Letters To The Editor, 9th December 2015

Tragedies, now and then Sachithri Gayangika, Suva A great tragedy of the present day is how Members of Parliament (MPs), particularly the SODELPA and NFP   group vociferously opposed almost everything in
09 Dec 2015 10:30
Letters To The Editor, 9th December 2015

Tragedies, now and then

Sachithri Gayangika, Suva

A great tragedy of the present day is how Members of Parliament (MPs), particularly the SODELPA and NFP   group vociferously opposed almost everything in the 2016 Budget.

Why cannot people think a little of the country and not only of themselves and bear with the Budget?

If the present Government was extravagant on itself: joy rides to the hundreds and spiriting away billions of the country’s money, then such loud and disastrous belly aching is permissible.

Now with democracy restored and free speech unhindered, the jackals are howling. Shame!
Favourite topic

Give the Finance Minister and the Prime Minister time to set the country on the correct economic course, suffering a few privations.

That introduction was to say that this feline is sick of protests, pontifications, allegations and rank untruths being spouted.

I read of two new books out in America. So let me move away from topic of comment: politics.

An American tragedy perpetrated by one of its supposedly great men.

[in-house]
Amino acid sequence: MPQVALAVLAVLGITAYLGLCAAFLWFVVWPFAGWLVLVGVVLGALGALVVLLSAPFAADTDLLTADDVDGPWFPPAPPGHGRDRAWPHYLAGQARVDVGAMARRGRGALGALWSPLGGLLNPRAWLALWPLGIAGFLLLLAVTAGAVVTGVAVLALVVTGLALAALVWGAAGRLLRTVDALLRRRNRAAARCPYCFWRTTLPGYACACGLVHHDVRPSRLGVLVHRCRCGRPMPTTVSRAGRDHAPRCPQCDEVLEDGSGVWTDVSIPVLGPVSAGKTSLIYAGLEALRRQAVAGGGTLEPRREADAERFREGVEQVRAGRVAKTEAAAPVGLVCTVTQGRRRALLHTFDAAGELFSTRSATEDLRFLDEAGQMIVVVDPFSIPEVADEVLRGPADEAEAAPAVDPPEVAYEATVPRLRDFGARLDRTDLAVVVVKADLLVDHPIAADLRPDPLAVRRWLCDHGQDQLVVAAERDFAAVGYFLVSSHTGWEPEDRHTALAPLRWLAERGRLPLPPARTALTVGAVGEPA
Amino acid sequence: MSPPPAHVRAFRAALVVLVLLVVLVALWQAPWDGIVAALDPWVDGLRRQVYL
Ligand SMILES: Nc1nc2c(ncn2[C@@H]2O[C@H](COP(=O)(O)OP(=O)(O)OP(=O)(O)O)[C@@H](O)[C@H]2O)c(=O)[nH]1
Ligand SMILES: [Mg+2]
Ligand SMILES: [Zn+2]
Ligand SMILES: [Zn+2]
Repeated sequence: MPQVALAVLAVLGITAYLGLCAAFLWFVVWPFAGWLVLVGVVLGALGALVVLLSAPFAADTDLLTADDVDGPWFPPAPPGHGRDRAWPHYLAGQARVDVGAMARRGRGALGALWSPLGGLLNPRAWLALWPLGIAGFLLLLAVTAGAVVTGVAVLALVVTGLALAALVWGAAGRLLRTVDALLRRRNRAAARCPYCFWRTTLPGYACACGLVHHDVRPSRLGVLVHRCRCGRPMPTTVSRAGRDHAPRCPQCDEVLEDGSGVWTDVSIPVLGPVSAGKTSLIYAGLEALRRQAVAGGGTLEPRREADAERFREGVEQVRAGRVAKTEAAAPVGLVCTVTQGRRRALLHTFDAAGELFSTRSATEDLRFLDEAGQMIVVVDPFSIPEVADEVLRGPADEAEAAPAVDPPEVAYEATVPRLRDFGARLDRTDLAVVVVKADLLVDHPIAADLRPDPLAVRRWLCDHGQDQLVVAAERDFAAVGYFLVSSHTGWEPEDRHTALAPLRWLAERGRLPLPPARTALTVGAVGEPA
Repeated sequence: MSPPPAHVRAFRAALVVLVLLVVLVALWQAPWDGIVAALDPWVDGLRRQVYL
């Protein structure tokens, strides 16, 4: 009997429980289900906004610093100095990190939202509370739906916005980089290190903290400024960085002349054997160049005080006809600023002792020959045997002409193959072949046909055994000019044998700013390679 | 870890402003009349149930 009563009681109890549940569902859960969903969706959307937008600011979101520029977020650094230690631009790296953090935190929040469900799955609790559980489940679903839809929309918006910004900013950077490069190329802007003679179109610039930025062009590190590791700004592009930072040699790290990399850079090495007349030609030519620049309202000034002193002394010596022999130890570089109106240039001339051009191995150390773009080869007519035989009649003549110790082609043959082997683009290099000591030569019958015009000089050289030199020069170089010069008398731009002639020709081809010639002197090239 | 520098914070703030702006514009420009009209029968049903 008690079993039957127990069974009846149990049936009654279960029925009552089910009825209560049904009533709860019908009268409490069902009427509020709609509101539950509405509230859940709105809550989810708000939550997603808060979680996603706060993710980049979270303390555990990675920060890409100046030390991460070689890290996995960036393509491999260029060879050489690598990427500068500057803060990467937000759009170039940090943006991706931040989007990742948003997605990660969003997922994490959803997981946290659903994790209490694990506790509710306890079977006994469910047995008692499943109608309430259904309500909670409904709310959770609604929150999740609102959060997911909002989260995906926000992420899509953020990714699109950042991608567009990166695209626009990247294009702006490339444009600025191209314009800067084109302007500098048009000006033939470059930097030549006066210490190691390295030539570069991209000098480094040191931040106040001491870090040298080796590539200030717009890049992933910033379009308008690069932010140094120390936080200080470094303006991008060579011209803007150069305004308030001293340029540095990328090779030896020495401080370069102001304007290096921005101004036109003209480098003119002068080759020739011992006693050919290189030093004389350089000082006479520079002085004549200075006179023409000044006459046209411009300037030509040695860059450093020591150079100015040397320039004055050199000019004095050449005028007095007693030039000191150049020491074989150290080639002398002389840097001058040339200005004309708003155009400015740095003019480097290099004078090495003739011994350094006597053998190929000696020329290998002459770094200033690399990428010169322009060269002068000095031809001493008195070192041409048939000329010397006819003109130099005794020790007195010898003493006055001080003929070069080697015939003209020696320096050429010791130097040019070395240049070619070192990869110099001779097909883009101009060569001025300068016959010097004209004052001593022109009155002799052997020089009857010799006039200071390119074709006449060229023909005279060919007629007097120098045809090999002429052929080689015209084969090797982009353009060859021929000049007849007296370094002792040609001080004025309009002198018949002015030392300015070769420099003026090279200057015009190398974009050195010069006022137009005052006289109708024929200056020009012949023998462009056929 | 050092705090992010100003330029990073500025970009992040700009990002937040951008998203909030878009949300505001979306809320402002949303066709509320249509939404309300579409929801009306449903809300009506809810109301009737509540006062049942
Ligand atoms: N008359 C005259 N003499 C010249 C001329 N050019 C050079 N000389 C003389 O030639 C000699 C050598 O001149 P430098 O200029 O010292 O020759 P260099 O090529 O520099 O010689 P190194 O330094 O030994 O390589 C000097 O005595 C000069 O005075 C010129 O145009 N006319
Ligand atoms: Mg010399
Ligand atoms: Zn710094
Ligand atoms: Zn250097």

I read advertisements and a review on the next-to-newest book on Rosemary Kennedy, the eldest daughter of Joe and Rose Kennedy, and internet got to know much more than she had read earlier.

The book is by Elizabeth Koehler-Pentacoff titled ‘The Missing Kennedy: Rosemary Kennedy and the Secret Bonds of Four Women’. Out on sale on October 1, 2015, the author had access to hitherto unknown documentation and first-hand information. How come?

The author’s aunt: Stella Koehler, a charismatic woman of the cloth who became Sister Paulus Koehler with the Sisters of the Third Order of St. Francis of Assisi, was Rosemary Kennedy’s caregiver for thirty-five years.

A caregiver, tragically, had become necessary after Rosie, a slow learner prone to emotional outbursts, underwent one of America’s first lobotomies – an operation Joseph Kennedy believed would normalize Rosie’s life. It did not.
Grave injustice

Rosie’s condition became decidedly worse. The finger of accusation of a grave injustice, nay, near death dealing intervention could be pointed at Joseph Kennedy for ordering doctors to perform the lobotomy on the 23-year-old woman’s brain though warned of its uncertainty and danger.

He was unwilling to accept that anything could be wrong with his own flesh and blood, hence the inhuman step taken by him with none of the grown children in the large family of eight, and his wife, knowing about it.

He wanted to assure the success of the rest of the family without a daughter who could spoil things by becoming known as maladjusted, or worse pregnant.

So there definitely is doubt that he got the cruel drilling and tying of nerves on a conscious patient to be able to shut her away. This he did.